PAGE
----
02 March 2006

The things you learn at the gym

Two days ago, the management of the building posted a notice: our elevator is going to be "modernized" in mid-March. This, of course, is good news because the current elevator is a bit scary. (It groans and creaks, and often stops about 6 inches above or below the floor you've selected.) Plus, I've already discussed the ridiculous number of button options that are supposed to help you if things go wrong.

The bad news is that I won't be able to take this "thrill" ride for six weeks.

I won't lie. I hate taking the stairs. I probably hate taking the stairs more than Didge does. But now, I'll have no way to avoid them. As such, I have been re-inspired to visit the gym so that I can train for my six-week marathon of stairs.

Since I don't really know anyone at the gym, I listen to my iPod and let my eyes wander around to see what others are doing. Here are some of my observations from the last few days:

1. There is an elderly man there who wears a "Property of G-Unit" t-shirt. I'll be honest, I didn't think that the older French generation was big into rap, but I can't think of any other "G-Unit" besides the buddies of American rapper-turned-movie-star 50 cent. (By the way, do you think the French call him "Cinquante Centimes"?)

2. An inordinate number of men feel the need to practice pelvic thrusts while laying on their back. It's gratuitous. Today, I saw a 70+ year old man laying on the mats with a large rubber ball under his lower back to aid in the process. Now, I'm all for working your "core muscles," but I have yet to see a woman thrusting her hips into the air.

3. Short-shorts are entirely too popular here. You know what I'm talking about. There's got to be one guy in your home town who goes running in them. You know what the back of his oh-so-white thighs look like. Now, imagine seeing them walk by you while you're doing sit-ups. It's not good, people. It's not good.

4. When the French run out of American TV shows to dub, they turn to the Germans for bad afternoon programming. For the past two days, I've been watching a show called "Rex" while I row away on the rowing machine. The TVs are on mute, so I have to make up my own dialogue. (I'm pretty sure my narration is better anyway.)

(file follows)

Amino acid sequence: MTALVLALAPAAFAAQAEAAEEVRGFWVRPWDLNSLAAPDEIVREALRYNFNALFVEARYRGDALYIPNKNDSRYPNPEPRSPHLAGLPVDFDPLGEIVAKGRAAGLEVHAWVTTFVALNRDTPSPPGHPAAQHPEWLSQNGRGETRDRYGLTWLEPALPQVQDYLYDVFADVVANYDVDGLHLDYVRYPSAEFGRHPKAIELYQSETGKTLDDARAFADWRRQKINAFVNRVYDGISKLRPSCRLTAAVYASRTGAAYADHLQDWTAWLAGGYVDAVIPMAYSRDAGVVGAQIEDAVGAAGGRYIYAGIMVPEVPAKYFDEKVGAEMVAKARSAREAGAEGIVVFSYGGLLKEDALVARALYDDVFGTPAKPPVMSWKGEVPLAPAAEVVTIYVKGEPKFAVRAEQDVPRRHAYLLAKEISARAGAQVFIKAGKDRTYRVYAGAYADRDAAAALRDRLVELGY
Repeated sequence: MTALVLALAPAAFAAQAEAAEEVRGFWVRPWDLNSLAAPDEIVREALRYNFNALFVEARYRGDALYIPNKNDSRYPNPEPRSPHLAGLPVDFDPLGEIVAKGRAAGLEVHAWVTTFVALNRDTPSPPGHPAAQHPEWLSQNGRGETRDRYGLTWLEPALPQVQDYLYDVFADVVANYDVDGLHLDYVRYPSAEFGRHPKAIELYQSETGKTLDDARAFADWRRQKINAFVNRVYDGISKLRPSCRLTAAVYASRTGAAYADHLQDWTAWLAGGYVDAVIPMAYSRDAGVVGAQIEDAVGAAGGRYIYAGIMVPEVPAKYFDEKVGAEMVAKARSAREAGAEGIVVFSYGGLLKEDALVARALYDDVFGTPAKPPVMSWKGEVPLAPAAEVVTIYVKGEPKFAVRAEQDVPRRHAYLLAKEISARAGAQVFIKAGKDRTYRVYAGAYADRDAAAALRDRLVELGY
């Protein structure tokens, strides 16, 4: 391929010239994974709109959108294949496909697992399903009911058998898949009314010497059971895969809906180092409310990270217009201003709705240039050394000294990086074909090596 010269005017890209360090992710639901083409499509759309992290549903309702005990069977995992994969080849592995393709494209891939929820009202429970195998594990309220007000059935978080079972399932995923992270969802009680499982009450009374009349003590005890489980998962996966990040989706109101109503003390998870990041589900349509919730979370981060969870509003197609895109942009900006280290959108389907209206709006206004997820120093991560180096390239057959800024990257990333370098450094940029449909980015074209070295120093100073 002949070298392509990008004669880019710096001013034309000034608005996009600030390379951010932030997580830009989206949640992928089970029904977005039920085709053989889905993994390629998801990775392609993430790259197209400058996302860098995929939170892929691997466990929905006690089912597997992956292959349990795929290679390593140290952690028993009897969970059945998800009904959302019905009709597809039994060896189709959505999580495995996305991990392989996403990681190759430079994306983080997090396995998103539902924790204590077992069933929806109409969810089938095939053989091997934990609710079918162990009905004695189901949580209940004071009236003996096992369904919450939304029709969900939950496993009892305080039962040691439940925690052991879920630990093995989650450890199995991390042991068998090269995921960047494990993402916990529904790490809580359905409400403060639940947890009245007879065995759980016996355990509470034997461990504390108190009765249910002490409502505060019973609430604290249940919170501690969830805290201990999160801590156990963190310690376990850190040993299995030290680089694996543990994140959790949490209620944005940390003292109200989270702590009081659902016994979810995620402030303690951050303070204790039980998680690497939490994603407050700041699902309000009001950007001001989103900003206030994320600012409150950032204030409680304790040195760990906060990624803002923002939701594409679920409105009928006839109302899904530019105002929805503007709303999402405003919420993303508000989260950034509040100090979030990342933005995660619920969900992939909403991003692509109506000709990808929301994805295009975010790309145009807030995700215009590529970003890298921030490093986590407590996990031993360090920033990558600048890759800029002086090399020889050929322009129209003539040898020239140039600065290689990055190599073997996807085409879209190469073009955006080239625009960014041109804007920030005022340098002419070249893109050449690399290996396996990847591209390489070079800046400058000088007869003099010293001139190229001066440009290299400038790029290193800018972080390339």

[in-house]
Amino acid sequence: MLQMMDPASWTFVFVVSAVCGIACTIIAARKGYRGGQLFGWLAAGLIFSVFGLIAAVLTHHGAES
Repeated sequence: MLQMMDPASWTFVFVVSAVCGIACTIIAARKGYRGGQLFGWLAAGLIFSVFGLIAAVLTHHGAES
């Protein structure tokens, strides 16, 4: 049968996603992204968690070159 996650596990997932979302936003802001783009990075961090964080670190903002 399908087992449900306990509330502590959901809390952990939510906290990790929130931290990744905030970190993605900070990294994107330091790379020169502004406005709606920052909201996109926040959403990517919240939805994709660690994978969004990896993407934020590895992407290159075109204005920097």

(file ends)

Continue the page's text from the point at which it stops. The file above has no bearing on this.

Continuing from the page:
The star of the show, Rex, is a german shepherd. And, I'm sorry to say, Rex is not a good actor. He gets all kinds of camera time, usually in the form of face shots where the dog is cocking his head to the side in an inquisitive fashion. The rest of the time, he basically follows around the lead actor, who is a hot-shot detective solving crimes such as kidnapping and murder. What gets me the most is that, when the cops are busting into a dangerous room (i.e. they kick in the door and go in with guns pointed), the dog just trots into the room ahead of the people. The dog never gets shot, of course. Today, Rex was even the hero of the show, when he knocked down a bunch of flags on stands, amazingly collapsing on the bad guy in mid-escape. Of course, the criminal is trapped under an improbably heavy pile of flags and poles, and the hand with the gun in it is flattened out right in front of Rex's handler, who scoops it up triumphantly.


Lest I get too full of my "cultural superiority," I must finish this blog entry by giving full credit to the French for nailing one on the Americans. Last weekend, there was a show on TV roughly translated as "The Night of the Strange." Think of it as David Letterman's "Stupid Human Tricks" for an evening. Our favorite game-show host, Arthur, was on the judge's panel, so we tuned in for a bit to see what he had to say. Over the next 30 minutes or so, we see a parade of such talents as: the guy who puts a tarantula in his mouth and then blows bubbles, then switches to a scorpion; and the guy who can play the fiddle while contorting his body in uncomfortable ways. (Actually, it wouldn't have been so bad, but I'm pretty sure that Wranglers are not supposed to be that tight, and aren't good for doing the splits or putting your leg behind your head.) As this parade of "talent" goes on and on, Colin and I start to notice a pattern: every performer is -- yep, you guessed it -- an American.

So, for all of the snickering that I do in a given day over minor grammar points, I must bow to the superiority of the French when it comes to laughing at other cultures. How brilliant is it to get Americans to willingly display their stupidity on national TV? Folks, that's a much higher form of comedy than any joke I've heard about the Frenchies!

3 Comments:

At 3/3/06 12:33, Anonymous Jesse said...

So, does your elevator have a door? I'd say about a third of the Czech elevators I've used have not had doors, plus they were old and rickety. The button options are not usually very complicated here.

I've seen that dog show dubbed in Czech. It's kind of hilarious to see the detective speaking in Czech all the time, and when he addresses the dog it's "Rexi" because that's how you form the vocative form of the name in Czech. The name just seems inappropriate for a police dog, which adds to the general impression you're describing.

 
At 5/3/06 17:50, Anonymous dawn said...

Aw come on Amy & Jesse, I love Kommissar Rex -- but then again I have seen it in German and I know what's going on. Of course it's a silly cop show, but it is soooooo German. Maybe that's why I like it!
I've become incurably attached to the place, so much so that I even laugh at German jokes and actually like German TV but - shhhh! - don't tell anyone.

(btw you don't know me, Amy, I'm Jesse's friend)

 
At 6/3/06 16:44, Anonymous Joe W. said...

I suppose you should be content with the fact that if it was an American show, the dog would probably talk and have a wise-guy New York Accent.
"Whose leg does a dog have to hump around hear to get a Milkbone?"

 

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